I’m also thinking that much of the tundra is too cold, and snow is still going to accumulate where we wish it would melt.  But this approach would give us more certainty.

Leo and Jan, does that make sense to you?  If so, we could start with a control experiment using our current preferred parameter choices, and then run sensitivity experiments (e.g., revised snow density, artificially warmer surface air temperatures, modified sea ice parameters) and compare.

And a question for Bill S.:  How are we doing with our allocation, and how many coupled years can we reasonably plan to run in the near future?

Thanks,

Bill L.

On Jan 26, 2017, at 8:49 AM, Kampenhout, L. van (Leo) <L.vanKampenhout at uu.nl<mailto:L.vanKampenhout at uu.nl>> wrote:

Hi all,

I’ve started two new experiments B6 and B7 where I perturb the surface temperature, as per Bill Lipscomb’s suggestion. That is, I only apply the perturbation over downscaled columns, so grid cells without any glaciers are not affected.
https://docs.google.com/document/d/1l6SU0PPba8eOuB8fiI3LYVDdyDMrwZkQf2lyh7Ztaqw/edit?usp=sharing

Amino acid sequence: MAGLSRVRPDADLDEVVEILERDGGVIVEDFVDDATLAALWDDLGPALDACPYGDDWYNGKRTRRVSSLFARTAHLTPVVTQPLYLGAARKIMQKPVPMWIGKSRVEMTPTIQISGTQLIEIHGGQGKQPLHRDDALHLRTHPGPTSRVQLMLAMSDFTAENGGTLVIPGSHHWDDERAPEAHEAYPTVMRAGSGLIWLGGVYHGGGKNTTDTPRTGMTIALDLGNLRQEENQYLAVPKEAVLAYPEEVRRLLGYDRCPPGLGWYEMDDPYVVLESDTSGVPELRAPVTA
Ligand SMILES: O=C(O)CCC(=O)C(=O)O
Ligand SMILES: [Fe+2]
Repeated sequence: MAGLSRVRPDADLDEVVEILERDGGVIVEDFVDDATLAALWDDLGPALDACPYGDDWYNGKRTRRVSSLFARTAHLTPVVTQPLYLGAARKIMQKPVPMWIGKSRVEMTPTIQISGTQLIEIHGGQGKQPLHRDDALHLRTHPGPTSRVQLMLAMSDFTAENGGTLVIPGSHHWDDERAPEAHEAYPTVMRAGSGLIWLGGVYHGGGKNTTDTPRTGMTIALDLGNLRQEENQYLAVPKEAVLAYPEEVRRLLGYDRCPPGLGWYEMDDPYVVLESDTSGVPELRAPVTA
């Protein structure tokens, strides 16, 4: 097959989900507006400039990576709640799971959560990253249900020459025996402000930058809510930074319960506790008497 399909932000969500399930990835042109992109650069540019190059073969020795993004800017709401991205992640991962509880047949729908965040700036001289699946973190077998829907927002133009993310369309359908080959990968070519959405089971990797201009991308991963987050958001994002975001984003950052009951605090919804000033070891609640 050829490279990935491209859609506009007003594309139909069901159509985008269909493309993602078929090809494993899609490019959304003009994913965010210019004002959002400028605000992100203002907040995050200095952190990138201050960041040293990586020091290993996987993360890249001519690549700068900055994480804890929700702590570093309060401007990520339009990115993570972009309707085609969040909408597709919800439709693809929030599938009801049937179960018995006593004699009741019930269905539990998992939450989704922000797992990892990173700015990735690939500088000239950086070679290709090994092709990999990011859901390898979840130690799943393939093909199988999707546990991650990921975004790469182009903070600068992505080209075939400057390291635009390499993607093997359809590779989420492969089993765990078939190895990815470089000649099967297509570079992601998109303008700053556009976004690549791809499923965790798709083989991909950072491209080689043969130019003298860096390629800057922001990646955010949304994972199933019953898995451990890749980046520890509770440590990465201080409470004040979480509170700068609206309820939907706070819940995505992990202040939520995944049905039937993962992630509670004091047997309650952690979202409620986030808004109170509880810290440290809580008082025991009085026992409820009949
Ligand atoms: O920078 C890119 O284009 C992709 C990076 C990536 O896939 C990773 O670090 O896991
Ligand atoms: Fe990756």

The runs haven’t finished their first year yet, but the first year already reveals a significant response:

B3 total JJA melt = 182.2 Gt (average over 6 years)
B6 total JJA melt = 179.8 Gt
B7 total JJA melt = 261.7 Gt

B6 melt exceeds B3 melt in June and July, but suffers from a cold August. I’ll send an update to these numbers when the runs have reached at least 6 years of runtime (probably tomorrow). Arguably 6 years is not long enough for the model to adjust, but it hopefully gives an insight into the sensitivity.

In the meantime, I’ve been looking at some regional differences, see this Powerpoint<https://drive.google.com/file/d/0BwZ8r8pyf3aUUnhxZFNvS2w1aUk/view?usp=sharing>. It demonstrates that the regional differences are large, with the West least biased, and the North & East most.




Regarding revisiting snow density: if snow density would inhibit melt, we would see a large ground heat fluxes (GHF), or not? Although GHF is regionally a little on the high side, it does not explain the melt biases. Indeed, the GHF could even be a little high due to the changes that we made in this run, which make the soil a little warmer w.r.t. standard 129 (which has the fractional snow cover bug). Moreover, in my head lower surface densities correspond to higher albedo, which could be a bad thing. However, I’m willing to give this a try if there is a clear wish to do so. Personally, I believe the 129 is still a little too cold, so when it would warm we start to see a much improved SMB simulation. It’s not only the ice sheet that is cold, also the tundra in the North. But then, I could be wrong.